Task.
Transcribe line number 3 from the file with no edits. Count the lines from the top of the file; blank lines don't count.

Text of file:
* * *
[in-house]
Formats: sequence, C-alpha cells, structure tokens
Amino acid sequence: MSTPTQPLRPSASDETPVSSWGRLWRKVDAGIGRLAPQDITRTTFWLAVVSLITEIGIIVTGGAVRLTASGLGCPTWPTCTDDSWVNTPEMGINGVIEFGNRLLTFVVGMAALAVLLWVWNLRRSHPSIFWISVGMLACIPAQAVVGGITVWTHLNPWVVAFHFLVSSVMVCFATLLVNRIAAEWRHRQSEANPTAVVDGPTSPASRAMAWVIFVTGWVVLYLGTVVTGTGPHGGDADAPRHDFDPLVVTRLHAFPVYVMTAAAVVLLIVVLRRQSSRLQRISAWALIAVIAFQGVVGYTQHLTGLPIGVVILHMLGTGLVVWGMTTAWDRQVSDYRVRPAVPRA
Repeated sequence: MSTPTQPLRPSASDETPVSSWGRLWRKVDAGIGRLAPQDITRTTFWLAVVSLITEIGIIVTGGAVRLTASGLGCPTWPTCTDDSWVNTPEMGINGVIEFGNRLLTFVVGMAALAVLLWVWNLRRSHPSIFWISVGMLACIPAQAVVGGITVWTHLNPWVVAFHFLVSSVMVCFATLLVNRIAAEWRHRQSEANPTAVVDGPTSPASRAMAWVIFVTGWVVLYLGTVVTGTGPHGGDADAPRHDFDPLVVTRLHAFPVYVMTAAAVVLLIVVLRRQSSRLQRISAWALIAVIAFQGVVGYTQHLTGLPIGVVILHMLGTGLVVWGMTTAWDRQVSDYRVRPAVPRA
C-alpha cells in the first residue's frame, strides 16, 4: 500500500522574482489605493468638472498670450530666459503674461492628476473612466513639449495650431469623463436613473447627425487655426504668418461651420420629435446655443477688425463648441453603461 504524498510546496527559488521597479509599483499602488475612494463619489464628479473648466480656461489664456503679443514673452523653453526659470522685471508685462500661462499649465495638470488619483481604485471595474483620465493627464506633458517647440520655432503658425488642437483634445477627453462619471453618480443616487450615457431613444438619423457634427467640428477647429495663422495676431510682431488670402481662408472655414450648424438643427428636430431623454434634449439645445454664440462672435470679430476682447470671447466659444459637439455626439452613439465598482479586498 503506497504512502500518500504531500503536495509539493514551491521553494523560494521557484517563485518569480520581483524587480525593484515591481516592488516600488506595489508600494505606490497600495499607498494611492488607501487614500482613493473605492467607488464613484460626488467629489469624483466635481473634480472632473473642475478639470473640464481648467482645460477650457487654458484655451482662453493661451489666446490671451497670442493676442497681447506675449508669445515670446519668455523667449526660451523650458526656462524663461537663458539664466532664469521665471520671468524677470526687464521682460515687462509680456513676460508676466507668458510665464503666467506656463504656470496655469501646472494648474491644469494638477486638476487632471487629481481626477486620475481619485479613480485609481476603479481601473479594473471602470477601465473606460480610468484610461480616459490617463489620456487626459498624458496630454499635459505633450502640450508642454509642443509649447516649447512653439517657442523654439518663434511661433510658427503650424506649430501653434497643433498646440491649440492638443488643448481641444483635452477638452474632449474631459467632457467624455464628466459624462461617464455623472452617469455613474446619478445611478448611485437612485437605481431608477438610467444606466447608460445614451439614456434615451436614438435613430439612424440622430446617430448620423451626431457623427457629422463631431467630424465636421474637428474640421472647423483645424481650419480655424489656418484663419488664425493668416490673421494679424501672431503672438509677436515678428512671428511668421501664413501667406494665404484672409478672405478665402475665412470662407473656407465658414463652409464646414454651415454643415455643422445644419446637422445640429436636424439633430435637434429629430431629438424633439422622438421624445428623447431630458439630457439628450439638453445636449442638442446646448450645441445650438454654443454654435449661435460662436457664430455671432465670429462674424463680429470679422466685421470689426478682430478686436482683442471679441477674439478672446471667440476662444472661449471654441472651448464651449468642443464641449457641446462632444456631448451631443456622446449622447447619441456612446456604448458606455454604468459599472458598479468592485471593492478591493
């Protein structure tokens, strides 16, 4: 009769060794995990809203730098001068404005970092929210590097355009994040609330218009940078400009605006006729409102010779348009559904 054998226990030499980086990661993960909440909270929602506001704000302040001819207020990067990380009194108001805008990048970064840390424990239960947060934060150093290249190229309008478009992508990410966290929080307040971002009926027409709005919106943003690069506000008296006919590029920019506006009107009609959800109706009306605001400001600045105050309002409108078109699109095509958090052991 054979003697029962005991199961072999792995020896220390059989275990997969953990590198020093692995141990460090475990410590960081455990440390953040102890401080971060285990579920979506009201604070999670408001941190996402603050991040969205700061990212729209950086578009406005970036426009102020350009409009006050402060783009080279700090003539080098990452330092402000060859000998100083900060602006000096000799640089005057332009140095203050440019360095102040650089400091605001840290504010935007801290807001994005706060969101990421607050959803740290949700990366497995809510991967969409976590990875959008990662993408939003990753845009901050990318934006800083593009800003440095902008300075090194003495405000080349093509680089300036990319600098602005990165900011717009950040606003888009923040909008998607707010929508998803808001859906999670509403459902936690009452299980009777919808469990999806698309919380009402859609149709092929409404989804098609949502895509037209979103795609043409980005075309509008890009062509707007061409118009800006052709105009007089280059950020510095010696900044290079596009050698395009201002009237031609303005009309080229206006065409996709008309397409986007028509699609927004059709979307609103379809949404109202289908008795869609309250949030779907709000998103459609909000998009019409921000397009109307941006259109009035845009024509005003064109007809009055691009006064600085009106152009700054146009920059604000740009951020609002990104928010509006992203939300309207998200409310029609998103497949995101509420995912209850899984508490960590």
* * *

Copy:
Amino acid sequence: MSTPTQPLRPSASDETPVSSWGRLWRKVDAGIGRLAPQDITRTTFWLAVVSLITEIGIIVTGGAVRLTASGLGCPTWPTCTDDSWVNTPEMGINGVIEFGNRLLTFVVGMAALAVLLWVWNLRRSHPSIFWISVGMLACIPAQAVVGGITVWTHLNPWVVAFHFLVSSVMVCFATLLVNRIAAEWRHRQSEANPTAVVDGPTSPASRAMAWVIFVTGWVVLYLGTVVTGTGPHGGDADAPRHDFDPLVVTRLHAFPVYVMTAAAVVLLIVVLRRQSSRLQRISAWALIAVIAFQGVVGYTQHLTGLPIGVVILHMLGTGLVVWGMTTAWDRQVSDYRVRPAVPRA